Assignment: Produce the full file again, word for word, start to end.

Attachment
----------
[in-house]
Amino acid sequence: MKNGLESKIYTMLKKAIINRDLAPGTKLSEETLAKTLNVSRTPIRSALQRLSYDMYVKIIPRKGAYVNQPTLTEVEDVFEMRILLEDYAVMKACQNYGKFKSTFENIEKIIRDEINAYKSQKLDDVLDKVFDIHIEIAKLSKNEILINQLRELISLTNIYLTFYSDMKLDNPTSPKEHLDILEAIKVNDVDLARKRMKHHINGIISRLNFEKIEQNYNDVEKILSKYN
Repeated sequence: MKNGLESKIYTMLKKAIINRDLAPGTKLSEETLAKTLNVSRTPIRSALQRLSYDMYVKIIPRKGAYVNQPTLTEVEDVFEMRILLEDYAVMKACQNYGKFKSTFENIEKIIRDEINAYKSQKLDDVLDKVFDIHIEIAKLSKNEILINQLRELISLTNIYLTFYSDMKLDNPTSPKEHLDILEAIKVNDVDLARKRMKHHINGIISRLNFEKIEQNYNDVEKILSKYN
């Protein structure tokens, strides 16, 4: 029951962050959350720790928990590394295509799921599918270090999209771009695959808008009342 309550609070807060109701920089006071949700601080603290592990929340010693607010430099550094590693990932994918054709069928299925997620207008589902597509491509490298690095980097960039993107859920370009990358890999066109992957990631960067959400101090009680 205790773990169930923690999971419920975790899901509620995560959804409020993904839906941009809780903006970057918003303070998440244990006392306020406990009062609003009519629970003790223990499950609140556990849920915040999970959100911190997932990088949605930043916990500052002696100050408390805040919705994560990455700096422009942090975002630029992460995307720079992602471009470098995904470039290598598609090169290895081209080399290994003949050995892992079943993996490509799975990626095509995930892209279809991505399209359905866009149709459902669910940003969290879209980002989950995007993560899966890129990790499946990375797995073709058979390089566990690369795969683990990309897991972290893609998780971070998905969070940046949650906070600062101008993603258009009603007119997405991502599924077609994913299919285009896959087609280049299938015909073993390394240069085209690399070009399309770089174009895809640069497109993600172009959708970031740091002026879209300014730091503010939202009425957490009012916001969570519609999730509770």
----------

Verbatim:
[in-house]
Amino acid sequence: MKNGLESKIYTMLKKAIINRDLAPGTKLSEETLAKTLNVSRTPIRSALQRLSYDMYVKIIPRKGAYVNQPTLTEVEDVFEMRILLEDYAVMKACQNYGKFKSTFENIEKIIRDEINAYKSQKLDDVLDKVFDIHIEIAKLSKNEILINQLRELISLTNIYLTFYSDMKLDNPTSPKEHLDILEAIKVNDVDLARKRMKHHINGIISRLNFEKIEQNYNDVEKILSKYN
Repeated sequence: MKNGLESKIYTMLKKAIINRDLAPGTKLSEETLAKTLNVSRTPIRSALQRLSYDMYVKIIPRKGAYVNQPTLTEVEDVFEMRILLEDYAVMKACQNYGKFKSTFENIEKIIRDEINAYKSQKLDDVLDKVFDIHIEIAKLSKNEILINQLRELISLTNIYLTFYSDMKLDNPTSPKEHLDILEAIKVNDVDLARKRMKHHINGIISRLNFEKIEQNYNDVEKILSKYN
């Protein structure tokens, strides 16, 4: 029951962050959350720790928990590394295509799921599918270090999209771009695959808008009342 309550609070807060109701920089006071949700601080603290592990929340010693607010430099550094590693990932994918054709069928299925997620207008589902597509491509490298690095980097960039993107859920370009990358890999066109992957990631960067959400101090009680 205790773990169930923690999971419920975790899901509620995560959804409020993904839906941009809780903006970057918003303070998440244990006392306020406990009062609003009519629970003790223990499950609140556990849920915040999970959100911190997932990088949605930043916990500052002696100050408390805040919705994560990455700096422009942090975002630029992460995307720079992602471009470098995904470039290598598609090169290895081209080399290994003949050995892992079943993996490509799975990626095509995930892209279809991505399209359905866009149709459902669910940003969290879209980002989950995007993560899966890129990790499946990375797995073709058979390089566990690369795969683990990309897991972290893609998780971070998905969070940046949650906070600062101008993603258009009603007119997405991502599924077609994913299919285009896959087609280049299938015909073993390394240069085209690399070009399309770089174009895809640069497109993600172009959708970031740091002026879209300014730091503010939202009425957490009012916001969570519609999730509770």